We pride ourselves at Building Images with truly getting to know our clients. Barry spends several hours at the initial meeting listening to the needs, wants, and wishes of the homeowners. The initial meeting is usually followed by a series of meetings in which the clients share drawings, sketches, magazine pictures, and photos of ideas to incorporate into the home. Barry does all his own design work so the clients meet directly with him rather than with an outside architect or a third-party designer. This expedites the building process and eliminates communication issues between designer and builder. The first meetings with Barry result in rough drawings followed by more meetings to refine the ideas. At Building Images, computer-generated drawings help with visualization, but sometimes table-sized 3-D models are also needed. Barry's rough estimates of cost allow dreams to mesh with reality so that the finished design stays well within budget. You should expect the entire design process when building a custom home to take several months.
Once the design is finalized, Barry completes the plans and specifications and figures the final contract amount. At this point, most clients take the contract, plans, and specs to several financial institutions to compare mortgage options. Expect another few weeks to pass before getting approval.
When the financing is approved, we order a survey and site plan of the property, and we submit applications for building permits. Again another few weeks may pass before the permit is issued. Once the permit is received, the actual construction can begin.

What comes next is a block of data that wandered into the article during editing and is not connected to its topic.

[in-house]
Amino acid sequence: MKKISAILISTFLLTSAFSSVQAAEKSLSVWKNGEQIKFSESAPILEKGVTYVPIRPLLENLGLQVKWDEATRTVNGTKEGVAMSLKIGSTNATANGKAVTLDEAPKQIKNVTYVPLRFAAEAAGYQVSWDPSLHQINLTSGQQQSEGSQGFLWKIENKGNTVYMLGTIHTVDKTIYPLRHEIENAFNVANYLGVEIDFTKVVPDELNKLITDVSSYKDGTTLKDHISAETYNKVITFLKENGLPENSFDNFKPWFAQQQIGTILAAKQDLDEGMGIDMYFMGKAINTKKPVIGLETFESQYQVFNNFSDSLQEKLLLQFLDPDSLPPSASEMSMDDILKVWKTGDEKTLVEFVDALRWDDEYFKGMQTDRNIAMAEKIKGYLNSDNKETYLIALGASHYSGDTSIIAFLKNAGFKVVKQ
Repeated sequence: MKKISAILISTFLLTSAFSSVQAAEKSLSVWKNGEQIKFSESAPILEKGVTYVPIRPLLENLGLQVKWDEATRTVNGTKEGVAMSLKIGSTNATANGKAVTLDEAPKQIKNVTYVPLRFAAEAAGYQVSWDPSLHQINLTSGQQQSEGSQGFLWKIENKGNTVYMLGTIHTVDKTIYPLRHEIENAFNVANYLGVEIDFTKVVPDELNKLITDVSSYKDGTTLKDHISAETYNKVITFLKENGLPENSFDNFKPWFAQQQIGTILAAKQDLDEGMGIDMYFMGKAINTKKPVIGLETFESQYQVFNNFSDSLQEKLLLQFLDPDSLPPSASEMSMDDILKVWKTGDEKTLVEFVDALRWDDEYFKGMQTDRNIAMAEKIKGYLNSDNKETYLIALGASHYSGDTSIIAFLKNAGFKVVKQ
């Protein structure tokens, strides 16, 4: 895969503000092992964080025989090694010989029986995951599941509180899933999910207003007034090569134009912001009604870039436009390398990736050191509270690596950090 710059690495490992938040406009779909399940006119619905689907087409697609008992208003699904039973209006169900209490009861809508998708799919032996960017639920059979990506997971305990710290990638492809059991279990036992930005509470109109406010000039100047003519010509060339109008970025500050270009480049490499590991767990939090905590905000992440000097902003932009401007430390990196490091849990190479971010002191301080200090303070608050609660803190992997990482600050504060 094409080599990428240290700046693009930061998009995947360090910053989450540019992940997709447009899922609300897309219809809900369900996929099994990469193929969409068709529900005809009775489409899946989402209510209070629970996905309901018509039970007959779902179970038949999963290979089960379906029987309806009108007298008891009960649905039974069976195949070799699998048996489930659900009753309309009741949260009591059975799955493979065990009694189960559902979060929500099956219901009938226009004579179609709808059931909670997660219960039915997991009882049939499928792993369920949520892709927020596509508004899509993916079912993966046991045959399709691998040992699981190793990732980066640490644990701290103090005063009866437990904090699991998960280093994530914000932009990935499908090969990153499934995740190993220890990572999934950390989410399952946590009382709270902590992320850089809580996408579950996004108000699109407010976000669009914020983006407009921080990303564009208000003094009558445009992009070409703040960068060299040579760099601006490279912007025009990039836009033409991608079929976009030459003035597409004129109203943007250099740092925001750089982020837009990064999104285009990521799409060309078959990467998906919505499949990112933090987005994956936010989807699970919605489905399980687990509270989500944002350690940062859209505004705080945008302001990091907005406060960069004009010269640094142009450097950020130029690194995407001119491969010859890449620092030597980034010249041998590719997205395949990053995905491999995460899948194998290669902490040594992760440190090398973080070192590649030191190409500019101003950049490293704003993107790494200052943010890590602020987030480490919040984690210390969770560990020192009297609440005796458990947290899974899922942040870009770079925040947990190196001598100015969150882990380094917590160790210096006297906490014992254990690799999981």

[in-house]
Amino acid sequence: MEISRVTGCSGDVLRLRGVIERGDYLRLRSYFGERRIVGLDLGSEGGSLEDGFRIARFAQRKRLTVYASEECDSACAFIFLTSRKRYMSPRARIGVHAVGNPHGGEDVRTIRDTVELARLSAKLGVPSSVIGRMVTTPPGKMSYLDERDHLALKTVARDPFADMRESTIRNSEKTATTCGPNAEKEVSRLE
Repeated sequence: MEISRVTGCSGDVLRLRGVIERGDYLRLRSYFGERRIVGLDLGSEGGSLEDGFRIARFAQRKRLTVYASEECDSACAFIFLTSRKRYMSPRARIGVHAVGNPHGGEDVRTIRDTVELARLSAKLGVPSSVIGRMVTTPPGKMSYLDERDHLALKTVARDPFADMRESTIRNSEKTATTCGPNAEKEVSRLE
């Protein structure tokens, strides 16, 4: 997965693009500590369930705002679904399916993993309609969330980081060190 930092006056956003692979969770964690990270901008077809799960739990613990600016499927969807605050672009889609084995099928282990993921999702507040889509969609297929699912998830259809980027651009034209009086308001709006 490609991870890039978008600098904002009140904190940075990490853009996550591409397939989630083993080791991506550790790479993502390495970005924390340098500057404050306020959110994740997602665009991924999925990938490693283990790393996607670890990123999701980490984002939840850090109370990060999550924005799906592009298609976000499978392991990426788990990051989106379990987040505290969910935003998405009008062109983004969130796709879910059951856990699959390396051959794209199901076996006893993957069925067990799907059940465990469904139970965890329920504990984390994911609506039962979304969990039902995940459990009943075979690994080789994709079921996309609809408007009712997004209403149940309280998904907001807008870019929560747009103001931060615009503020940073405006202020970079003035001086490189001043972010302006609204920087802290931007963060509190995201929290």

The entire pre-building process generally takes at least 6 months. However, if you are building a home to last a lifetime, those 6 months are probably the most important part of the process.

Sunday, August 2, 2009

Land for Your Custom Home

One of the most difficult steps in building a custom home is locating the property on which to build. Many people think in terms of "buying land"...maybe several acres out in a rural area. When considering buying land in the country rather than a building lot in a city or suburban area, you need to think about several factors. The farther the property is from a city, the cheaper it is. However, when planning to build a custom home in outlying areas, don't forget you'll need to consider extra costs for contractors and materials. There will be extra charges for time, transportation, and logistics depending on how far away the home will be from the city. In addition, you need to investigate availability of utilities. What about water and sewer? Will you need a well? A septic system? What about gas and electric? Will you need a propane tank? What about cable tv and internet service? And don't forget about zoning ordinances and proposed land use changes that could eventually effect the value of your property. Those 20 acres look beautiful right now, but what happens when the outlet mall goes in next door? Of course, with any property, you'll need to examine easements and covenants, and you'll also need to consider the elevation of the land and any natural hazards that may effect your building site. Finally, you need to imagine what your life will be like once you're living on the property. How far is it to the grocery store? the school? to work? What happens if it snows? Are the roads plowed? Where will the kids ride their bikes?
Nevertheless, living in the country could be a perfect experience for you. Privacy, beautiful scenery, working the land for business or pleasure, fresh air, self-sufficiency---all could be reasons for opting to buy land. Just make sure you carefully weigh the benefits vs. the costs so you know the true value of your property.